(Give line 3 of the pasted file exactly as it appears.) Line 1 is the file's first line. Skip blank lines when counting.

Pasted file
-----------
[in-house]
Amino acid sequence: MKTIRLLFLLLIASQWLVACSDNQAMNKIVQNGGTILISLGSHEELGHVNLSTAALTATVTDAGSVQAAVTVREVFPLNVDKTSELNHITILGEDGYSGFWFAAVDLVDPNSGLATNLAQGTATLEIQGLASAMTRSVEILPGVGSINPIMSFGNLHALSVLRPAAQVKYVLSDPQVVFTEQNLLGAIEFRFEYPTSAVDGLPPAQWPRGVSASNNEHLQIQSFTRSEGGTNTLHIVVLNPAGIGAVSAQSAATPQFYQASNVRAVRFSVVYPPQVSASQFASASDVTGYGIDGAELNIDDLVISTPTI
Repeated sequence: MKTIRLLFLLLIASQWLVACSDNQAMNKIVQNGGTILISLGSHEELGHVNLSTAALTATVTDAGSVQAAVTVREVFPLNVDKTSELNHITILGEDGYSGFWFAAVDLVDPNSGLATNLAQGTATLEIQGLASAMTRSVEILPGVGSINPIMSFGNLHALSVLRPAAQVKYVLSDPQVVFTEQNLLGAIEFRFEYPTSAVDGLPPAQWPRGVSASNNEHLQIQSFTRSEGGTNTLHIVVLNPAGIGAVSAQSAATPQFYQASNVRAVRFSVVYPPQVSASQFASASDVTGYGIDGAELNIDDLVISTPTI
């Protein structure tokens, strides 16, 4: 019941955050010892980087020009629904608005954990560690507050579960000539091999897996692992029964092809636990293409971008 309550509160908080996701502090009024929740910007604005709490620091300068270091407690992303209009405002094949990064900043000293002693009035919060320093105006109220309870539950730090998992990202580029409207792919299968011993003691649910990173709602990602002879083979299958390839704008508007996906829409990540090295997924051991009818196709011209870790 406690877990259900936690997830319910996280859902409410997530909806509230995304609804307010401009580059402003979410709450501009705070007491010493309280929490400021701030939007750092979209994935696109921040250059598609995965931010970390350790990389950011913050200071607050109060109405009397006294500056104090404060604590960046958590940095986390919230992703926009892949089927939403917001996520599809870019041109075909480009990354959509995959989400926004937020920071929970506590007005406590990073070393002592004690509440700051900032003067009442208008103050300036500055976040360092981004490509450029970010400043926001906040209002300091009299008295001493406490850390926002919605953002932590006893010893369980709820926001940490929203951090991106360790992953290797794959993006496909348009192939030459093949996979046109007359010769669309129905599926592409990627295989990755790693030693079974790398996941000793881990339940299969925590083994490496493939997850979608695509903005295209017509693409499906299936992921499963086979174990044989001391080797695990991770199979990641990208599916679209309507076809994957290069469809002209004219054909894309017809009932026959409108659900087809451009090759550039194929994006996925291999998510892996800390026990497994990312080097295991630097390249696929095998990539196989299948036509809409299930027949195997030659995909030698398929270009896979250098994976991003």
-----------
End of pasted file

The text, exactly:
Repeated sequence: MKTIRLLFLLLIASQWLVACSDNQAMNKIVQNGGTILISLGSHEELGHVNLSTAALTATVTDAGSVQAAVTVREVFPLNVDKTSELNHITILGEDGYSGFWFAAVDLVDPNSGLATNLAQGTATLEIQGLASAMTRSVEILPGVGSINPIMSFGNLHALSVLRPAAQVKYVLSDPQVVFTEQNLLGAIEFRFEYPTSAVDGLPPAQWPRGVSASNNEHLQIQSFTRSEGGTNTLHIVVLNPAGIGAVSAQSAATPQFYQASNVRAVRFSVVYPPQVSASQFASASDVTGYGIDGAELNIDDLVISTPTI